In order to be able to weld connection means or terminators on to the two ends of a bellows member, the end face defined by the supporting the latter may conveniently have a corresponding recess which is also provided with an annular seal and/or a ring or broad contact seal, i.e. one in a form guaranteeing sealing contact over a large area, on its inner end face. The opposite bellows connection means is advantageously retained in position in the axial welding opening and engaged by the annular seal provided here in any case at the periphery.
To make possible rapid mounting of the members to be welded and to rapidly place the members to be attached by welding in alignment, it is convenient to connect the detachable member with the supporting member using a quick release joint such as a bayonet coupling in which respect the coupling member for example may have a tubular extension fitting over the supporting member and on which the quick release fastener may be placed.
Working examples of supporting fixtures in accordance with the invention are to be seen in the accompanying drawings and will now be described in what follows together with the novel welding method.
FIG. 1 shows a working example of supporting fixture for the production of the external weld seams on bellows elements.
FIG. 2 shows an embodiment of a supporting fixture for the production of internal weld seams on a certain number of bellows elements constituting a bellows unit.
FIG. 3 shows a working example of a supporting fixture for the production of internal weld seams for the connection of a bellows unit with a further bellows unit or bellows elements.
FIG. 4 shows a further working example of a supporting fixture for the production of internal weld seams at a joint between a bellows terminator and a bellows element.
FIG. 5 illustrates the annular elements in the form of round dish-like elements or washers with conically formed internal welding areas, i.e. welding rims at their inner peripheries.
FIG. 6a is a view on a large scale of two welding areas placed in abutting engagement.
FIG. 6b is an array of ten annular elements 21.
The embodiment of the invention shown in FIG. 1 comprises a support member 10 in the form of a circular disk 12 mounted concentrically on a circularly cylindrical mandril 11 so as to be perpendicular to its axis. The circular disk 12 has an annular abutment 13. On the side of the circular disk 12 opposite to the mandril 11 there is an drive shaft 14 connected with the disk. The members 11 through 14 are integrally joined together. A detachable member 15 is in the form of a suitably shaped circular disk 16 with an annular abutment 17 which is concentric with a tubular guide part 18 joined to the opposite side of the circular disk 16. The inner diameter of a concentric hole in the circular disk 16 is equal to the inner diameter of the guide part 18 and to the diameter of the mandril 11 so that the guide part 18 may be slipped onto the mandril 11. Together with a generally L-like slot 20 in the mandril 11 a catch 19, which extends into the cavity inside the guide part 18, forms a bayonet coupling.
For the manufacture of bellows elements two round dish-like annular elements with their outer peripheries touching are slipped onto the mandril 11. The diameter of the inner openings of the annular elements 21 is equal to the diameter of the mandril 11. The abutment 13 is slightly smaller in diameter than the outer periphery, resting against the abutment 13, of an annular element 21 which projects outwardly in a radial direction and at the same time the abutment 13 engages the curved inner part of an annular element 21 on the circular disk 12. Whenever the detachable member 15 is slipped onto the mandril 11 and secured with the aid of the bayonet coupling 19 and 20 the two outer peripheries of the annular elements 21 will be pressed into firm engagement by means of the two abutments 13 and 17.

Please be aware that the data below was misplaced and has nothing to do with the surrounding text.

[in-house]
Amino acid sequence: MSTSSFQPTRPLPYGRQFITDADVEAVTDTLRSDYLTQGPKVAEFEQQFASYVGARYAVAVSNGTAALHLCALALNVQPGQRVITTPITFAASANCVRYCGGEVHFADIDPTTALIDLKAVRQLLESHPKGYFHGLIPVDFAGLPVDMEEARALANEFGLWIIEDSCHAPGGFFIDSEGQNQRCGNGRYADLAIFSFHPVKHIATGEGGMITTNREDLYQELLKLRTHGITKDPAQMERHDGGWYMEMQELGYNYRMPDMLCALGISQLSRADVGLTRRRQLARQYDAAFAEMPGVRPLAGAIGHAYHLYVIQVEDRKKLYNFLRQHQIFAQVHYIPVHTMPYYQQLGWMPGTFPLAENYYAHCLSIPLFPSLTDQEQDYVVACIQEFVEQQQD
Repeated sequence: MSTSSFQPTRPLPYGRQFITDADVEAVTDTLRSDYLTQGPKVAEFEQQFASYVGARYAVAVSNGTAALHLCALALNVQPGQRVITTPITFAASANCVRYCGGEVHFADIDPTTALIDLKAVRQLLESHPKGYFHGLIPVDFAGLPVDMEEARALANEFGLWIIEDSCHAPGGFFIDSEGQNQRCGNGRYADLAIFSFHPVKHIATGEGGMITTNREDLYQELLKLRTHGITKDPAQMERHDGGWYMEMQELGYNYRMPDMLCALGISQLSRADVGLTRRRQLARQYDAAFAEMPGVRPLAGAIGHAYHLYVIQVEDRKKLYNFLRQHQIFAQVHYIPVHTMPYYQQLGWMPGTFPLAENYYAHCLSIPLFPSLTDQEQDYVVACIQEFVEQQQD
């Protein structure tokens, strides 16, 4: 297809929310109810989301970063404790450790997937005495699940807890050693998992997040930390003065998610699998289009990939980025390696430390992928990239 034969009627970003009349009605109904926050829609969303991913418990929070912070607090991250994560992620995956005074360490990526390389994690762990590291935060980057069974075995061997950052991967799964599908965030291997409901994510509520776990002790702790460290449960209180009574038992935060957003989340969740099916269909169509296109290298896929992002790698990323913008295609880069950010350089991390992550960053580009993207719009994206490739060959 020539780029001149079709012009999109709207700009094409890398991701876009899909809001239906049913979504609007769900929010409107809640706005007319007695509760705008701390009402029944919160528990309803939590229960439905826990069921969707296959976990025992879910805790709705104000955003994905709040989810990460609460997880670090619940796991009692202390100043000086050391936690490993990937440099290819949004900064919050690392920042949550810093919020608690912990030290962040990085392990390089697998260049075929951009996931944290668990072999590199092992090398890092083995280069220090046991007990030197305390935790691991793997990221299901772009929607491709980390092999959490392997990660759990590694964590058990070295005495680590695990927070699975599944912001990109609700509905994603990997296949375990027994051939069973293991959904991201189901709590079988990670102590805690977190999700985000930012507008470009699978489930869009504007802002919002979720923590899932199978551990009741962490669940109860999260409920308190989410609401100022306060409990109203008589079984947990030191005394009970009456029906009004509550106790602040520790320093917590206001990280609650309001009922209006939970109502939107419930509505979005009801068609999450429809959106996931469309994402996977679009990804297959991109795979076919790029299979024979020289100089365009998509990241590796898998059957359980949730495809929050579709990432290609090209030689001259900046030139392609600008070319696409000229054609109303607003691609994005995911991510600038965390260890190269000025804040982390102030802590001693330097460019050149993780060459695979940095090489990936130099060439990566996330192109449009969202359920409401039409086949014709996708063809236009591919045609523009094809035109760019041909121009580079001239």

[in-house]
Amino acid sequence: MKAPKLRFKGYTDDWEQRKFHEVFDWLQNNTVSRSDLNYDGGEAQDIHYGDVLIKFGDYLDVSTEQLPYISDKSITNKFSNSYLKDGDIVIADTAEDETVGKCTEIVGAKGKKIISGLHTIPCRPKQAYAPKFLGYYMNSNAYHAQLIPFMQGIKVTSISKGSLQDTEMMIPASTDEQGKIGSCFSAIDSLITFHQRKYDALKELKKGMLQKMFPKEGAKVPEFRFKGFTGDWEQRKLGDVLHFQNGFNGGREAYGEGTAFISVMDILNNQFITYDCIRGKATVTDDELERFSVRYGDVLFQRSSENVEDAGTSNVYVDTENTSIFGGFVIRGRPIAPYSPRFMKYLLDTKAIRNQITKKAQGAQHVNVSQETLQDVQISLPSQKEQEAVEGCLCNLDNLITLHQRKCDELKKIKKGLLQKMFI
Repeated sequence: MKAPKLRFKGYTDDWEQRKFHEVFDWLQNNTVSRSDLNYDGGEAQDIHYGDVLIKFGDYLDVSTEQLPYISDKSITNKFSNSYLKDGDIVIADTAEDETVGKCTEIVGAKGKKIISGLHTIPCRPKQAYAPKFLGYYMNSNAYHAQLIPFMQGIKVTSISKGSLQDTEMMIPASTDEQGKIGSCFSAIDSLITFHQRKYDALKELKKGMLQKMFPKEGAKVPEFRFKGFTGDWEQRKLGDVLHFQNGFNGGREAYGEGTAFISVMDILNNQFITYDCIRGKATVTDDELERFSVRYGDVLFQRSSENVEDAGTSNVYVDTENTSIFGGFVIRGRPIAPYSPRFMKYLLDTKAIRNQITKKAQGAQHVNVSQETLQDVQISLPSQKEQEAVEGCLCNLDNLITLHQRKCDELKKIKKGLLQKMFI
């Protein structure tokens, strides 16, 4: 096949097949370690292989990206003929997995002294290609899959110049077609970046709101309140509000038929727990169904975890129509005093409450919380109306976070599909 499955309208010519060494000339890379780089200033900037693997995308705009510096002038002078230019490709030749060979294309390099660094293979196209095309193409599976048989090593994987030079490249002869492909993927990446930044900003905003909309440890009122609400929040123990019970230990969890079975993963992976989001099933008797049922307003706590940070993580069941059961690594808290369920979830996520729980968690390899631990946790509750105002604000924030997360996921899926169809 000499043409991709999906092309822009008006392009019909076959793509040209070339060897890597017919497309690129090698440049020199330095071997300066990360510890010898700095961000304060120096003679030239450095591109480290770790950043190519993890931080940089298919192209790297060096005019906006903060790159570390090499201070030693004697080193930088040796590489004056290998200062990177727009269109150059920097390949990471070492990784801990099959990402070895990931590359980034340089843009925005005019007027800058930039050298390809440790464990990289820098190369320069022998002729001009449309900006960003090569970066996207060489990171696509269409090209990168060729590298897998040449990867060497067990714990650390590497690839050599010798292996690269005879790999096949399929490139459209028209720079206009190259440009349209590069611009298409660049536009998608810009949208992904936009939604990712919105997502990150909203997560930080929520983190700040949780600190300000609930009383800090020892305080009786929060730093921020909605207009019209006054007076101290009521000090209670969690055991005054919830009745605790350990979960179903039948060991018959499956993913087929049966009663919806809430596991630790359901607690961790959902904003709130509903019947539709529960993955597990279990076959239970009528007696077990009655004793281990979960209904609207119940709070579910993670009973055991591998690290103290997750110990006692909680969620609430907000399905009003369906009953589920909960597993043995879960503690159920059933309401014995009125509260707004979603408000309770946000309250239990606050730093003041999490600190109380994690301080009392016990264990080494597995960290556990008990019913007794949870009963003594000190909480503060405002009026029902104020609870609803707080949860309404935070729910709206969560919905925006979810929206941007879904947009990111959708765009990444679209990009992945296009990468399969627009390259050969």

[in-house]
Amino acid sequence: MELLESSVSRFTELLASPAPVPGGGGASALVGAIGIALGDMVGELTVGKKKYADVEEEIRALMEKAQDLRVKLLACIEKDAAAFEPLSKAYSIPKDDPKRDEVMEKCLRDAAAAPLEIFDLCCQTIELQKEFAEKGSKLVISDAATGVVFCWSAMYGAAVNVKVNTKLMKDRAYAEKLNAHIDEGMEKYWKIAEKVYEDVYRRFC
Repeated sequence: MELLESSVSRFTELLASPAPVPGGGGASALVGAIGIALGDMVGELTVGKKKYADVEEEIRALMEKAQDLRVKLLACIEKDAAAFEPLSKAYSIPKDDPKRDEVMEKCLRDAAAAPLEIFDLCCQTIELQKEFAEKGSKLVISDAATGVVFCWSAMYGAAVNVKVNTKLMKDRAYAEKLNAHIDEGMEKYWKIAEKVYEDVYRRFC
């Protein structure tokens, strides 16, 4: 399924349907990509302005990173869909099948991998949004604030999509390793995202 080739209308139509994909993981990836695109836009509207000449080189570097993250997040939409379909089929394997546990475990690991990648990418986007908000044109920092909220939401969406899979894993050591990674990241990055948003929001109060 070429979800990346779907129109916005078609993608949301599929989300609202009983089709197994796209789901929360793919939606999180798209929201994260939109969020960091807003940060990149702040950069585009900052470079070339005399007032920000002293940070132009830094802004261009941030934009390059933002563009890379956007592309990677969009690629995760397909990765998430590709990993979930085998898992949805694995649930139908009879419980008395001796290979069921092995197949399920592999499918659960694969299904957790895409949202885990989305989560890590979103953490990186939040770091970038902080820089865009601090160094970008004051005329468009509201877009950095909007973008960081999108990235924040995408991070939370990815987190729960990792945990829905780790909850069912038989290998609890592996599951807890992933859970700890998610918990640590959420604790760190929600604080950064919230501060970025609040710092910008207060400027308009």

The driving shaft 14 is connected by way of a coupling (not illustrated) with a drive unit by which the supporting fixture is caused to revolve. A laser beam 22 from a laser welder 23, which is only shown diagrammatically, is obliquely directed onto the proud peripheries of the two annular elements 21 and owing the rotation of the supporting fixture an external weld seam is produced connecting the two annular elements 21 with each other.
After release of the detachable member 15, the finished bellows element 24 consisting of the welded annular elements may now be taken from the device so that two further annular elements may be put in its place and welded together.
In the embodiment of the invention shown in FIG. 2 a support member 30 is in the form of a tube 32 which is closed at one end by an end wall 31. The driving shaft 14 is concentrically connected with this end wall 31. The internal diameter of the tube 32 is such that bellows elements 24 are radially located in the tube. The length of the tube is such that for example five bellows elements 24 may be accommodated therein. The number of bellows elements may obviously be varied as desired.
There are two suction ducts 33 extending from the peripherally outer part of the tube cavity and which are continued through the end wall 31 in a radially inward direction and join with a suction duct 34 in the drive shaft 14 which leads to a vacuum pump that is not illustrated.
A tubular detachable member 35 surrounding the tube 32 has an end wall 36 which has a concentric welding beam opening 37. The detachable member 35 may be connected by way of a bayonet coupling 38 with the tube 32 so that it surrounds it. Then the tubular part of the detachable part 35 is received on a part of the supporting member 30 with a reduced diameter.
For sealing off the zone within the bellows elements 24 from the zone outside, the end face of the tube 32 has an annular seal 39 which makes hermetic contact with the detachable member 35 secured by the bayonet coupling 38. Furthermore the end walls 31 and 36 have annular seals 40 and 41 on their inner sides, whose diameter is slightly greater than the diameter of the annular holes in the bellows elements 24 so that the dished or convex outer faces of the two outer bellows elements make hermetic contact with these annular seals 40 and 41.